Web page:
[00:02:07] Alexander: Yeah. And very often you can [00:02:10] translate kind of the times that people spend searching for things or recreating things, how much that is actually costing. [00:02:20] Or if you outsource these kinds of things, then of course, it’s even easier to put some kind of numbers next to it. And you can make some assumptions.

[00:02:28] Alexander: Yeah? Assume [00:02:30] like, how often these kind of things occur, how long it takes for everything like that, and you can have kind of, you know, conservative [00:02:40] assumption like of happiness. Only so often, and maybe another scenario where you think like, this is more realistic [00:02:50] scenario and can build some kind of model around it.

[00:02:54] Alexander: Okay, so often, so much time and that is kind of the risk. [00:03:00] Yeah, you can make some probability assumptions about it. Well, what is the risk that You [00:03:10] may not report something to the FDA, although you actually know, or that some lawyers who then actually go through every [00:03:20] page will find out about something that your company knows because it is in some kind of table, but [00:03:30] wasn’t communicating about it.

[00:03:33] Alexander: Think about all these different things. There’s another thing that you can think about. All the missed opportunities. Peace. [00:03:40] Yeah, what kind of processes would be possible if your company knew what it knows? [00:03:50] So translate that all into money, but also think about what kind of hassle it is for the different colleagues that you work with.

[00:03:59] Alexander: Yeah. So [00:04:00] many people will not be triggered by, Oh, it costs money for the company. Well, it’s not their money. that they are triggered if [00:04:10] it just makes their work very, very difficult. Yeah. So for example, medical writing, yeah. If it’s really, really difficult for them to kind of [00:04:20] find all the data, yeah. Or for someone in regulatory, if they find it really difficult to have a good overview of everything.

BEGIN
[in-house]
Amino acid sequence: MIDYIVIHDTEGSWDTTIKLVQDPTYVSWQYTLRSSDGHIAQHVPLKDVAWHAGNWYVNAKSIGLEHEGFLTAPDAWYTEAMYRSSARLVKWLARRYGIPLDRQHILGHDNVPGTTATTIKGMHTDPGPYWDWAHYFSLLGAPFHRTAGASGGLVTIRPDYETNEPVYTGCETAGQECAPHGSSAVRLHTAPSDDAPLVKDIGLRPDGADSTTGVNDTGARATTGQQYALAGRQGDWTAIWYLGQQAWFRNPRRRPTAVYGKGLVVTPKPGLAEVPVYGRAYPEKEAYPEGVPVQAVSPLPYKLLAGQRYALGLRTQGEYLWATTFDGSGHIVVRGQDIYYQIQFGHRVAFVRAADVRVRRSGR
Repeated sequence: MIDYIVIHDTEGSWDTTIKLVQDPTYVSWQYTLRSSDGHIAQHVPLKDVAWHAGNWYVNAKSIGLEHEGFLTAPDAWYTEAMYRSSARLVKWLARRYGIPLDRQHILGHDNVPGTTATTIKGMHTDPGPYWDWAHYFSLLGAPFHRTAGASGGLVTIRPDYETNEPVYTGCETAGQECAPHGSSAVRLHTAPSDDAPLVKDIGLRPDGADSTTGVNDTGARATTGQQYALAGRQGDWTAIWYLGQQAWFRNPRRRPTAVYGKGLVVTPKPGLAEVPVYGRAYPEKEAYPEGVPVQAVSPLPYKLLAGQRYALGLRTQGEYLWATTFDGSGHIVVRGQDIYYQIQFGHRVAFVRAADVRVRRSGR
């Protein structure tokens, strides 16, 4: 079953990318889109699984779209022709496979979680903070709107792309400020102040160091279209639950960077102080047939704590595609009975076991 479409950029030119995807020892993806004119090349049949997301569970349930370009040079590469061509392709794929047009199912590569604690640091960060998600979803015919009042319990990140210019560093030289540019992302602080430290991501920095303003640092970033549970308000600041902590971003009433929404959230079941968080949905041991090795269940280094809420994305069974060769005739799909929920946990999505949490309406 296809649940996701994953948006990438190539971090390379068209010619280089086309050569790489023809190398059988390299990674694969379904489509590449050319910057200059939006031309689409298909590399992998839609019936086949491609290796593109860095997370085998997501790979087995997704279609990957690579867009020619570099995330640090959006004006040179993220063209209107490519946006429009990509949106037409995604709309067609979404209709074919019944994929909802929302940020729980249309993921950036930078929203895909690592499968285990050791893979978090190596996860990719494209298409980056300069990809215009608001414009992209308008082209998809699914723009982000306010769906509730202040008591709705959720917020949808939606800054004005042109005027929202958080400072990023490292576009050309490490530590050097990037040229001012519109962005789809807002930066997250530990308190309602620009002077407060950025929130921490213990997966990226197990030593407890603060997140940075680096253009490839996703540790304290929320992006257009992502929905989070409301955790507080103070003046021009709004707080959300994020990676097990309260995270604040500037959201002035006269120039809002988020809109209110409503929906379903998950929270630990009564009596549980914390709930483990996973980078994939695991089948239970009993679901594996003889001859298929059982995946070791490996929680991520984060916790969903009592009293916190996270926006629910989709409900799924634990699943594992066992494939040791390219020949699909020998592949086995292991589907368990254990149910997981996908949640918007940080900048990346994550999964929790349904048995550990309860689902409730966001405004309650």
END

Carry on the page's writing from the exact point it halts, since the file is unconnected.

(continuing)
[00:04:29] Alexander: [00:04:30] Because they always need to call the project statistician. Yeah, and then the project statistician is anyway already super busy with things and doesn’t have time. [00:04:40] So think about these different things in the first step that is creating urgency. So the second step that actually more [00:04:50] or less goes in parallel with that is find allies.

[00:04:54] Alexander: Find people that see it the same way like you, that there needs to [00:05:00] be some change. And these are the people, when you talk to others, who say, yeah, it’s a hassle. It’s a problem. We waste so much time, money, [00:05:10] whatsoever. It would be so nice if. So if you talk to people and you step over these people, these are likely your allies.[00:05:20] 

[00:05:20] Alexander: And it’s great if you have allies from different functions as well as allies in, let’s say, on the [00:05:30] worker bee level, as well as to a more executive and senior management. Because People at these different [00:05:40] levels have different influence in the organization. And don’t underestimate the frontline worker influence.

[00:05:49] Alexander: [00:05:50] They have a lot of street credibility with their peers. If someone really experienced senior in that area talks about [00:06:00] something, Lots of people will actually listen more than if some kind of VP that is supposed to be rather removed from the actual [00:06:10] work talks about things. So talk to these people, find allies, find a team that wants to work together to [00:06:20] change that.

[00:06:21] Alexander: current situation. As you do that, you will probably also discover some roadblocks. Yeah. [00:06:30] So are there any specific concerns like what about regulatory? What will the FDA say? What about We don’t have the [00:06:40] processes for that. We don’t have that. Our vendors don’t support that. That will require further standards whatsoever.